The student news site of University of Wisconsin-Platteville.


The student news site of University of Wisconsin-Platteville.


The student news site of University of Wisconsin-Platteville.


Trump Fraud Trial Begins

Abigail Shimniok graphic

Former President Donald Trump is on trial in New York after being accused of fraud by New York’s Attorney General, Letitia James.
The trial originates from a lawsuit initiated by James last year, in which she alleged Trump and other defendants, including three of his adult children and his companies, of engaging in deceptive practices to inflate the worth of their assets for the purpose of securing favorable loans and insurance deals.

The trial’s outcome will decide if Trump will face substantial fines and additional consequences. James has requested a $250 million fine along with a permanent prohibition on him and his children, Donald Trump Jr., Eric Trump and Ivanka Trump, from engaging in business activities in New York.
Trump has denied all the charges and accused James of being motivated by politics, citing it as the reason for her filing of the lawsuit.
The case centers around yearly “statements of financial condition,” which are snapshots of Trump’s wealth given to banks and insurers.
James maintains that these statements are egregiously inflated, stating that his Trump Tower penthouse was claimed as nearly three times its actual size. James also claims his Mar-a-Lago club was overvalued as much as $739 million which was “based on the false premise that it was unrestricted property and could be developed and sold for residential use, even though Mr. Trump himself signed deeds donating his residential development rights and sharply restricting changes to the property.”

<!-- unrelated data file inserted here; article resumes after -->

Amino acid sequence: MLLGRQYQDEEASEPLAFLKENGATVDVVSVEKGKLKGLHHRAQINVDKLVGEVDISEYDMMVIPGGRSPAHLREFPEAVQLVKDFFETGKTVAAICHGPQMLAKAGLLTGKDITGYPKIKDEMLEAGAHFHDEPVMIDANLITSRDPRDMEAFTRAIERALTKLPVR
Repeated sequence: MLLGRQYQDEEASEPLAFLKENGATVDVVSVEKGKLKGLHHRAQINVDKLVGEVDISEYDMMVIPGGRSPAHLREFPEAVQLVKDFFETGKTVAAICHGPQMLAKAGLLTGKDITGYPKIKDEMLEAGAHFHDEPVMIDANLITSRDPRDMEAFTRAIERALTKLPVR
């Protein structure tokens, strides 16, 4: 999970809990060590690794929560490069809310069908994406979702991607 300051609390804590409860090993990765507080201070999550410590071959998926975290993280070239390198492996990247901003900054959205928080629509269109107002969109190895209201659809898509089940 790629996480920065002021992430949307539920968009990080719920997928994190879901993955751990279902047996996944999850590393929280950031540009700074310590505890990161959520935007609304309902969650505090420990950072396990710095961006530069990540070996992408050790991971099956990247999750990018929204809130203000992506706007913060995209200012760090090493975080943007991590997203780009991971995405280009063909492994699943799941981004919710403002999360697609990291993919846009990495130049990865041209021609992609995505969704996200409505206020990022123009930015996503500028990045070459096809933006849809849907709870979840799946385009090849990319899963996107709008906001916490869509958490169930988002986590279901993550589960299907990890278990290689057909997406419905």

Trump claims that the statement was underestimating the worth of his properties. He also states that the documents provided came with disclaimers that state the numbers shouldn’t be trusted and lenders should do their own homework on his properties and investments.
Donald Bender, an accountant who prepared Trump’s financial statements for years, testified on Oct. 3, 2023, that the Trump Organization did not provide the necessary information to accurately produce the financial statements.
Upon cross-examination, Bender was questioned about his experience and was criticized by Jesus M. Suarez, Trump’s lawyer, for being sloppy in the way Bender handled the former president’s financial documents.
Bender admitted that he missed some of the information but claimed it was due to the lack of documents provided by the Trump Organization. “It was their mistake,” Bender stated in court, “and we didn’t catch it.”
The trial plans on calling over 150 witnesses and is estimated by one of the prosecutors to potentially last up to four months.
This hearing marks the beginning of a series of legal challenges that Trump is slated to confront in the coming months.
Federal Judge Tanya Chutkan set an additional trial date for Trump on March 4, 2024, regarding charges of conspiring to overturn the 2020 election.
Another case is set to take place on March 24, 2023, where Trump has been accused of more than 30 felonies connected to hush-money payments in the lead-up to the 2016 election.
Trump is also expected to face trial concerning his alleged mishandling of classified government documents on May 20, 2024.

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